The third film in Amando de Ossorio’s infamous Blind Dead series, this has a different feel compared to the preceding entries. All four films utilised different characters and settings (much in an equivalent way to what Romero has done for his Dead films) with the principle threat sourced from the same thing: the rotting, eyeless corpses of the Knights Templar returning to transient life to reap havoc on the living. Most of the action (and I use that term lightly) in The Ghost Galleon (AKA El Buque Maldito or Horror of the Zombies) takes place on the eponymous transportation unit and I think it was quite a stroke of imagination to have the Blind Dead discovered floating around on a supernatural vessel in the ocean as opposed to their usual terrestrial circumstances. Little exposition is offered for this and it lends a touch of mystique to the proceedings. As they do in the other three films, the dead awaken periodically to claim anything human that happens to be roaming within the vicinity but where it’s a nocturnal activity in the other parts, here it simply seems governed by some unspoken time lapse because the boundaries of night and day are blurred within the odd Twilight Zone that the ship inhabits. This was a difficult film to obtain for years and I’d always read that it was the most inferior of the series, but being a fan of the first two movies I was anxious to check out the final chapters when Blue Underground released the fanboy’s dream that was the complete DVD set years ago. Whilst I could understand some of the complaints people levelled at this film I found it to be quite a spooky little chiller once the flaws were acknowledged and pushed aside. The most obvious flaws are some of the special effects: the ship from a distance looks downright awful, almost inexcusably bad. Second to this is the setting up of the story, which is improbable to say the least. But given the central premise I think minor improbabilities can be overlooked (we do after all watch films as a means of escapism do we not?). The characters themselves are bad-movie caricatures in some respects but they bring some amusement to the screen, inadvertently. The meteorologist is perhaps my favourite of these, dropping his office status at the slightest manipulation to head out on a real mission and managing to arrive at scientifically perplexing conclusions concerning their alleged switch between dimensions. Regardless of the incredible delivery, this theory fits in with the director’s ideas about the Blind Dead generally who, he has said in interviews, exist in state of spatial/temporal distortion rather than being conventional walking cadavers. Back to the ship itself: whereas the longer distance shots of the vessel are terribly realised, the situation on board is very different; the place is a rotten, dilapidated, creaking entity that’s satisfyingly creepy - very much the ultimate haunted house albeit on a boat. The Blind Dead sleep below deck in boxes that resemble the coffins that would make a more natural home and the homicidal knights appear to be oblivious to their change of locale. Very often stated as the least favourite of fans, The Ghost Galleon does the trick for my idiosyncratic tastes and creates a strange and eerie world that makes for comfortably inebriated viewing on cold nights.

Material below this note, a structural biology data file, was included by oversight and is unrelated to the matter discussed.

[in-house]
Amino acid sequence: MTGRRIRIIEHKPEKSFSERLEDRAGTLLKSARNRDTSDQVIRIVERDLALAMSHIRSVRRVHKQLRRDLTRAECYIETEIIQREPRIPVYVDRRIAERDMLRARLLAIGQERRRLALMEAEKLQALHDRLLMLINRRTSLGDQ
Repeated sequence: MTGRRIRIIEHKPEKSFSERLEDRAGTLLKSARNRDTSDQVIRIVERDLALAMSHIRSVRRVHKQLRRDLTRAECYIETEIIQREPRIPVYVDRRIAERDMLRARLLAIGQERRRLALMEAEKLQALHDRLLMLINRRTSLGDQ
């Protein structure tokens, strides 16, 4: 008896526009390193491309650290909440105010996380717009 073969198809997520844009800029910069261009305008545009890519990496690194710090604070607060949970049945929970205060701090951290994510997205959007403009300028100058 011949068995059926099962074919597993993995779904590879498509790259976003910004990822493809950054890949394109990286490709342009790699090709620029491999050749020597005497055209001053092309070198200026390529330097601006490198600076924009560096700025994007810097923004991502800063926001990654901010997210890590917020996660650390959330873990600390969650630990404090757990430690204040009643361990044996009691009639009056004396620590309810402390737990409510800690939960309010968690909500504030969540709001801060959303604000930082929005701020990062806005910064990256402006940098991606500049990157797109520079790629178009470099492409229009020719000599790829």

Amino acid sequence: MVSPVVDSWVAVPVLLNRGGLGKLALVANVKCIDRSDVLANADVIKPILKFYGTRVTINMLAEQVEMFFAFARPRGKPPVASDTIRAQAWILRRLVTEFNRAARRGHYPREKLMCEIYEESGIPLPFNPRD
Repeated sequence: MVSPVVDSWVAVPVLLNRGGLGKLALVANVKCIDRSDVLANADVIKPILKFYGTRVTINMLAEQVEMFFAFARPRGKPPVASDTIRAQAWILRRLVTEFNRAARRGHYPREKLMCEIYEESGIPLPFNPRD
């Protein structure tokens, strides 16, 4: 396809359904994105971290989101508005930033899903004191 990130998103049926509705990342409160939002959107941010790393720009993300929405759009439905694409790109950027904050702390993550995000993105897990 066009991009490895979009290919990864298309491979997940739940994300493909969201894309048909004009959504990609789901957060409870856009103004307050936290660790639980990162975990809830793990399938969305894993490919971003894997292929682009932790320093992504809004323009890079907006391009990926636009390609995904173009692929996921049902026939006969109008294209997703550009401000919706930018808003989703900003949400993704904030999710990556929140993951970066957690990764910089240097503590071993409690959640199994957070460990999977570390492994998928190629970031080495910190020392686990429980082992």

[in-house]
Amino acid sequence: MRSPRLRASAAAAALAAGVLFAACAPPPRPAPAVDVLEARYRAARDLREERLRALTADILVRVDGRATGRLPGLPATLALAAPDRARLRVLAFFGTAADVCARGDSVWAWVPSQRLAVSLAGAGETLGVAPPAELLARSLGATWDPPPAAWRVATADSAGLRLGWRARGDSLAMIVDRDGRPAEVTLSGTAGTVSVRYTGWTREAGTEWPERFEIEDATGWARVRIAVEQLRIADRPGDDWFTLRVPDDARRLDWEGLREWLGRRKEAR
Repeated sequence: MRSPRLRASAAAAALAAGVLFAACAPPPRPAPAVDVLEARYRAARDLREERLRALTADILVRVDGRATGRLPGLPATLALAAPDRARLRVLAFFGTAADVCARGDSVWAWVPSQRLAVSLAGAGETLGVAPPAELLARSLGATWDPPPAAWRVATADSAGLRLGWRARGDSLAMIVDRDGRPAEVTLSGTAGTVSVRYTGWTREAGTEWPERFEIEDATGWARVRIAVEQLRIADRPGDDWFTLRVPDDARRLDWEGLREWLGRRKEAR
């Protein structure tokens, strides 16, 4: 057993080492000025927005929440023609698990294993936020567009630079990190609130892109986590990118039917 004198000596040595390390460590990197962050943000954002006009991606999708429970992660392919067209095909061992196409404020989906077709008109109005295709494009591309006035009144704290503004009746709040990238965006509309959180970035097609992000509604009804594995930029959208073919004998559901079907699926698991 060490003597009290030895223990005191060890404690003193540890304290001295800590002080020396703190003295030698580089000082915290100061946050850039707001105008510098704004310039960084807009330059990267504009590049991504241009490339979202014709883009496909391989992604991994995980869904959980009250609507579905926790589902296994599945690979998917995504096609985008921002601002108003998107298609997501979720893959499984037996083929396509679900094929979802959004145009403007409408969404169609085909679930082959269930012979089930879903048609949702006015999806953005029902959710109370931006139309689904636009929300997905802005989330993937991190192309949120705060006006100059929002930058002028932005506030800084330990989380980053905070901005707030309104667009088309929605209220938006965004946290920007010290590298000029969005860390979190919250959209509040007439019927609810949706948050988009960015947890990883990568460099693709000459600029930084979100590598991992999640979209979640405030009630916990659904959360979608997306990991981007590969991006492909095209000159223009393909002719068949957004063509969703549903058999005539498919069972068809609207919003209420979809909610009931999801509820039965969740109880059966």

As previously mentioned the film was not easy to come by until a few years ago. Redemption had released the first two in the series on video cassette here in the UK but stopped there so it was quite an anticipated event when BU announced they’d managed to acquire the rights to remaster and release all four of them uncut. This third entry then made it across to the UK on DVD (with the other three) thanks to Anchor Bay, albeit missing the Spanish language soundtrack, which was a real shame. The BU DVD contains Spanish and English audio with optional subtitles. I’ve listened to both tracks in their entirety and they’re both very good, clear representations of how the original might have sounded without any intrusive hiss. The English track in fact is dubbed fairly well and, given the sometimes less than sane nature of the material, it doesn’t suit the film badly at all. Image is presented in a roughly accurate ratio with nice levels of detail and an apparently appropriate colour scheme, overall looking better than the final entry in the series (which suffered from grain and extremely soft focus nocturnal shots), although there is a murkiness to the onboard scenes due to the omnipresent fog. This presentation of a once obscure but charmingly uncanny film is appreciated and I’ve already had my money’s worth out of the disc along with the rest of the amazing and comprehensive set.